That’s one of the things that helps about being a small firm. We do a lot of file exchange through our server, we sit next to each other and talk a lot. Very old fashioned. As designers we’re part curator and creator, but more than anything, we are moderators of a discussion. As moderators, we identify what the topic is and how to talk about it. The end results come out of that conversation between us, our clients, our fabricators our consultants all the user and interest groups involved in the project. We do a lot of conference calls with clients from all over the world: Los Angeles, Israel, China, Texas and will most often exchange through screen sharing. In that scenario the ability to in real-time view and navigate a model is really useful. Right now, we aren’t using anything like Modelo and we’re doing all of our collaboration entirely through screen share. I’ll open the 3D model on my end and spin it around and somebody else will talk about it. A big issue is that they’ll try to talk about something on their screen, and they’re pointing at it, but I can’t really tell what they’re pointing at. We’re just kind of guessing, fumbling with the 3D model.

    On the future of 3D software:
    In the past, it have been very much a representational tool for something that was drawn in 2 dimensions. Now where it’s going is towards not just a design representation tool but also a design conception and design realization tool. Something I like to talk about with regards to the issues we have as architects is how we’ve lost our status as master builders and everything is reliant on shop drawings produced by others and the documents we produce are for design intent only. The translation between 2D and 3D is something I find a bit antiquated. Conceiving of something in three dimensions and then describing it to someone else in two dimensions and then asking them to re-create it in three dimensions again… I would equate that to writing a document in English, translating it to Spanish, then giving it to you and asking you to read it back to me in English. We could both be fluent in English and Spanish, but there’s a guaranteed loss of fidelity in that exchange. The more we can keep that information in the same format or language, 3D, much like drawing will become a universal language. I can sit in front of a client in China or Uzbekistan and make a drawing and they’ll understand it very clearly.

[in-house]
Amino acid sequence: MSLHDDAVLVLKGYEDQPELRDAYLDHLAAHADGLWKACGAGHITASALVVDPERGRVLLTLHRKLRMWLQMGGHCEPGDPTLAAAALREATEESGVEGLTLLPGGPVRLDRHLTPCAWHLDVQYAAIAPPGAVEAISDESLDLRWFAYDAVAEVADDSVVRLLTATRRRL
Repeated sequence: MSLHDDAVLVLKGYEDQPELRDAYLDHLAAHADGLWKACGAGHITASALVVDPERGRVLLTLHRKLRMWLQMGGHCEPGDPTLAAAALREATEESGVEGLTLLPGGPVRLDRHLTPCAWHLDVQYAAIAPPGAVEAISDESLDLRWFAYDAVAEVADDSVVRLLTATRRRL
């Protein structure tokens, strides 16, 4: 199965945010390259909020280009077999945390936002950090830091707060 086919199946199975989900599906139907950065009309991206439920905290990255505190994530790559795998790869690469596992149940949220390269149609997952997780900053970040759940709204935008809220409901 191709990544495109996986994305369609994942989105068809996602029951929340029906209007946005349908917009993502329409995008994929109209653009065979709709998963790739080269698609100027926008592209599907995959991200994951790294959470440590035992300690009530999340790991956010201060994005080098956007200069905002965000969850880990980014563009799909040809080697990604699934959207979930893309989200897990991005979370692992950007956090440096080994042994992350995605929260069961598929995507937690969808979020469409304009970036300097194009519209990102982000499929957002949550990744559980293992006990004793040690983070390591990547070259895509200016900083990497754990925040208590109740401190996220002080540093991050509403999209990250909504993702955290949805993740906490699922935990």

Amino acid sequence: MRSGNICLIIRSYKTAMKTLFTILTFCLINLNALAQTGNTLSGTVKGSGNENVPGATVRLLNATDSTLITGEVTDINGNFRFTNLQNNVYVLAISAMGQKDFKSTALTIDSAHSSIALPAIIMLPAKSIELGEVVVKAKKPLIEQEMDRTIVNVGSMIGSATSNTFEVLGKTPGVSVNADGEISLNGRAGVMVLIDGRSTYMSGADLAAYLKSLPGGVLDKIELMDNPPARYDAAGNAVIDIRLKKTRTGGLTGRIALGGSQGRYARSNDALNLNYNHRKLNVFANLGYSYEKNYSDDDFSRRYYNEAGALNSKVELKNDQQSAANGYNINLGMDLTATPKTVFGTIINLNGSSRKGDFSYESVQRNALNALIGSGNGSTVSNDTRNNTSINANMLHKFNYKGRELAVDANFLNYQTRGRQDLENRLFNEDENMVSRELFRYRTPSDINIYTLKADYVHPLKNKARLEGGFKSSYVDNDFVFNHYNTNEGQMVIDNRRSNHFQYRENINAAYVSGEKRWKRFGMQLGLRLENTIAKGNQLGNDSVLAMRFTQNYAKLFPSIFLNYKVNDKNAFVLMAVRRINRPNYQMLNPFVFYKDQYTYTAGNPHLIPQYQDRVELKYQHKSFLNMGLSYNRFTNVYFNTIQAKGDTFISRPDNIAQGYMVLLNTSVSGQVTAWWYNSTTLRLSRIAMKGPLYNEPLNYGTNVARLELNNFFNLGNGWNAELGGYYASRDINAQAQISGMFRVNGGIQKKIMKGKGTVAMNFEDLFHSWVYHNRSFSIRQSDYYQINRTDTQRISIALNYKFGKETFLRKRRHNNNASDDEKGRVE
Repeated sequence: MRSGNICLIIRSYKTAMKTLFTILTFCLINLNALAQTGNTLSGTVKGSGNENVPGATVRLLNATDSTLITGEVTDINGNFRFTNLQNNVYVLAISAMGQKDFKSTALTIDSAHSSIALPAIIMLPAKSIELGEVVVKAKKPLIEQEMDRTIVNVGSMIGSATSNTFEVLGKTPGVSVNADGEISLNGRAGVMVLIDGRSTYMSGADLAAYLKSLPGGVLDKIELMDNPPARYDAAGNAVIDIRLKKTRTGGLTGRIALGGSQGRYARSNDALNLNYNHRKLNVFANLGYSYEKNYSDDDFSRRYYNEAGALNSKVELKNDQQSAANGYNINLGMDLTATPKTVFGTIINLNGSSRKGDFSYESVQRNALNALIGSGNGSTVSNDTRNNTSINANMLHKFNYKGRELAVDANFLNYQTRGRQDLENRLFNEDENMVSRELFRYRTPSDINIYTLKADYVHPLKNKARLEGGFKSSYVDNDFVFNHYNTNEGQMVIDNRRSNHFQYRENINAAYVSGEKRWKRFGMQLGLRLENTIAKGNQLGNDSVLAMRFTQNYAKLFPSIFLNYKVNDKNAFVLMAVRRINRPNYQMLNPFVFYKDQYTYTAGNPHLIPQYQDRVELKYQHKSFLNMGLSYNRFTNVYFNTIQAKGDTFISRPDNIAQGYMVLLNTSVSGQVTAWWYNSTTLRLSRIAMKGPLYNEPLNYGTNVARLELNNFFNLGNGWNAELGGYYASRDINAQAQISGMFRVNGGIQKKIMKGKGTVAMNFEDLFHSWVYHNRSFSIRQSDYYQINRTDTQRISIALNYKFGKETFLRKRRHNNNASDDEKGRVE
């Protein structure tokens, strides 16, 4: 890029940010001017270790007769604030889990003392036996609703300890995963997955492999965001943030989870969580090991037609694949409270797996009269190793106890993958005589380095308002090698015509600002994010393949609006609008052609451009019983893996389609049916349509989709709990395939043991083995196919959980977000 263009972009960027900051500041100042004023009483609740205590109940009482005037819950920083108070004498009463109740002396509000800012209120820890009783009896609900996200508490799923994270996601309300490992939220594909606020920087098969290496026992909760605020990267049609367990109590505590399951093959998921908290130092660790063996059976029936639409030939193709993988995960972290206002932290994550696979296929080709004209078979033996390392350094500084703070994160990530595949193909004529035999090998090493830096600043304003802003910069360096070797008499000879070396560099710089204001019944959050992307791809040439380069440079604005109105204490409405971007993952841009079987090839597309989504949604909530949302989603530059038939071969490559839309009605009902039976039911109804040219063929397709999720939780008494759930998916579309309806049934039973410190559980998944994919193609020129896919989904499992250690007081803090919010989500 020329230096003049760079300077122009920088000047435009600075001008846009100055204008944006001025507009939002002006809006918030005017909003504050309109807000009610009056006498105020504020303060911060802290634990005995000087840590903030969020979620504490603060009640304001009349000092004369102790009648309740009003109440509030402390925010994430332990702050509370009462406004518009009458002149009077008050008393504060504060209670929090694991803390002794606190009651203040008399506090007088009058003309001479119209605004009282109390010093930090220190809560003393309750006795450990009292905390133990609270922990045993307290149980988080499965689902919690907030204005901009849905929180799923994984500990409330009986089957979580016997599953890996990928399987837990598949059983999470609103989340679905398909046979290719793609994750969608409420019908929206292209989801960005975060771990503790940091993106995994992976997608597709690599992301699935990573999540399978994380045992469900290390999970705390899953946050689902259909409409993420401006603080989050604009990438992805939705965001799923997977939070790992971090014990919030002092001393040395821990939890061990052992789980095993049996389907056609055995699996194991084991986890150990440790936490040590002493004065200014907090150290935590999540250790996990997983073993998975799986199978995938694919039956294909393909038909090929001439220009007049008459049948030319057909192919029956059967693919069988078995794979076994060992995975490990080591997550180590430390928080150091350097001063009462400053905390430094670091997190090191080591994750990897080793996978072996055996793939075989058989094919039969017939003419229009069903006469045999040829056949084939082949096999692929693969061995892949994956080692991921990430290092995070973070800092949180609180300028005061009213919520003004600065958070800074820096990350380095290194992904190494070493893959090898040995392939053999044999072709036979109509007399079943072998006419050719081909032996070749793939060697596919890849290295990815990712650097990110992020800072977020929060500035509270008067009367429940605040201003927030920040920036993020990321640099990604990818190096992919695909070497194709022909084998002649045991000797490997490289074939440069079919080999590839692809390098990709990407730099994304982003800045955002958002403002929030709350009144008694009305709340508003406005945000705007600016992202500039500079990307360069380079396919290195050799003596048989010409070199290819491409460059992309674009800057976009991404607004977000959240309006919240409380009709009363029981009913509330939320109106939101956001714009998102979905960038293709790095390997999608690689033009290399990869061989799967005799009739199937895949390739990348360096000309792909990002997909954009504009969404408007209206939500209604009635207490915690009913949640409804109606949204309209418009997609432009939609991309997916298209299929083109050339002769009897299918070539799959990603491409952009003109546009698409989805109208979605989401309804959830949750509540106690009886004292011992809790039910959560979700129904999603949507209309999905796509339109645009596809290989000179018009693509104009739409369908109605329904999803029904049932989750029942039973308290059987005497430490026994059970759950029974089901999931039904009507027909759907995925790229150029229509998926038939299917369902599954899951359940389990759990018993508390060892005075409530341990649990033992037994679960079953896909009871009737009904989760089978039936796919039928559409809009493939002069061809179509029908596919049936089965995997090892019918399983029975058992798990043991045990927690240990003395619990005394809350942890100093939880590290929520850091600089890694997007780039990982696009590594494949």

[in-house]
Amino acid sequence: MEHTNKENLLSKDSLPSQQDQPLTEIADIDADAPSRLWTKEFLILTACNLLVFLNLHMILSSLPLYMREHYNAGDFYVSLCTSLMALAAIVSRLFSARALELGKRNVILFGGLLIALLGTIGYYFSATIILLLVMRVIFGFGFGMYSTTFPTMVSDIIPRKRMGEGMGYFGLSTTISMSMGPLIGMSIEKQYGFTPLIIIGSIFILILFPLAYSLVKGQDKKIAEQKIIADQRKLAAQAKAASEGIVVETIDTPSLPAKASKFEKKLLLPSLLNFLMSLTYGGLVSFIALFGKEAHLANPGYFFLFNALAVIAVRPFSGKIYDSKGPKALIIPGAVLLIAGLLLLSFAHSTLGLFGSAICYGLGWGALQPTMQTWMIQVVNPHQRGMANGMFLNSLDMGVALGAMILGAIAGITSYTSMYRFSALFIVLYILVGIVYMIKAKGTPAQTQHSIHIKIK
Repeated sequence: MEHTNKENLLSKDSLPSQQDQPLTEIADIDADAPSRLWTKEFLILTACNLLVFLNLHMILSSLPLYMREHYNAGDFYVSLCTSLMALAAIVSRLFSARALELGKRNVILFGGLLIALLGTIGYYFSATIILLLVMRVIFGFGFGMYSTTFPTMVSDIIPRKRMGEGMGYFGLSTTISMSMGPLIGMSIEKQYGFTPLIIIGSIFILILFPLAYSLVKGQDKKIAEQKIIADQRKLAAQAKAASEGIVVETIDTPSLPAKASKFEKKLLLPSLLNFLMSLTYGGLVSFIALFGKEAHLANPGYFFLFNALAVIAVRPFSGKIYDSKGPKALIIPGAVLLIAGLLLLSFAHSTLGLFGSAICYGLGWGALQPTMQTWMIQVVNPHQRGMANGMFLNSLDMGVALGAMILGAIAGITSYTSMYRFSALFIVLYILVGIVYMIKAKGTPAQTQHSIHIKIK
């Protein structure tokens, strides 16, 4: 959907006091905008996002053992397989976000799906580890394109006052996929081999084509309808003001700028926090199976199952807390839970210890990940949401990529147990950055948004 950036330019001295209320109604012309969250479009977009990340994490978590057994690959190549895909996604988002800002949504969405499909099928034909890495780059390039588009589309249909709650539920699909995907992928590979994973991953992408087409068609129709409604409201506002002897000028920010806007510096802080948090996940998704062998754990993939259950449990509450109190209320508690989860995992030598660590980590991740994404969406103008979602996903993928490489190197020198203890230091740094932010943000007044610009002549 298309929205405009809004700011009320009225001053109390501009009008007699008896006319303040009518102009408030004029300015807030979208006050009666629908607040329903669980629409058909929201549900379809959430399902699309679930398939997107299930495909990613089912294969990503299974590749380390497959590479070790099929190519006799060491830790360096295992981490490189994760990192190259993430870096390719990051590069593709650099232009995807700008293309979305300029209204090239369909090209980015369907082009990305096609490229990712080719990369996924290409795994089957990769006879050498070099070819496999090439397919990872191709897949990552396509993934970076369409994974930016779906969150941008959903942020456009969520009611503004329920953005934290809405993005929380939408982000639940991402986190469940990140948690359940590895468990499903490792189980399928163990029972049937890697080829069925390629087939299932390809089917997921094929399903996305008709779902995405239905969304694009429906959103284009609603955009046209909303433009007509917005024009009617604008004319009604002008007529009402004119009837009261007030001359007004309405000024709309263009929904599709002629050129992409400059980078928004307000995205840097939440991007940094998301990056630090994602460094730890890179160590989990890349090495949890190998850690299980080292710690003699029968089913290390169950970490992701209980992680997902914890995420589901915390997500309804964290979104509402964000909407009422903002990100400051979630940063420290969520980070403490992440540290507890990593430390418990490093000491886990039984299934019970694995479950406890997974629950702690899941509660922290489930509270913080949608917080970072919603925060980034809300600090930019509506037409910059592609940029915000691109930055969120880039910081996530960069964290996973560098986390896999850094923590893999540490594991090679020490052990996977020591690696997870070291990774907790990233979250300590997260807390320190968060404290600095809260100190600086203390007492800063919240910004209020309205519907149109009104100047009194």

SDA Team

    On his formative design experiences:
    The transformative moment for me was definitely from my nine years in London where I did 16 months at the Design Research Laboratory at the Architectural Association and spent a significant amount of time in the offices of Zaha Hadid,Future Systems and Amanda Levete Architects and started my own practice, apart from getting married and having two children. That whole period really exposed me to quite a lot of change and transformed how I viewed the world with regard to design and life. It instilled in me an interest in a global design space and thinking of design very much as a universal language, something that connected me to a much broader culture. It very much so became more than a career, more of a lifestyle for me. That’s something that occurred to me about London at the time. It not only seemed to attract the best and the brightest from around the world, but it also attracted the bravest. You didn’t necessarily have to be the best or the brightest, but you could be the bravest. You just have the balls to go there and try. Whether or not you were an architect or a dancer or a designer or film or finance or whatever, there was a very special energy in people who were there.


    C-Space pavilion, London 2008

    On which of his projects he is most proud of: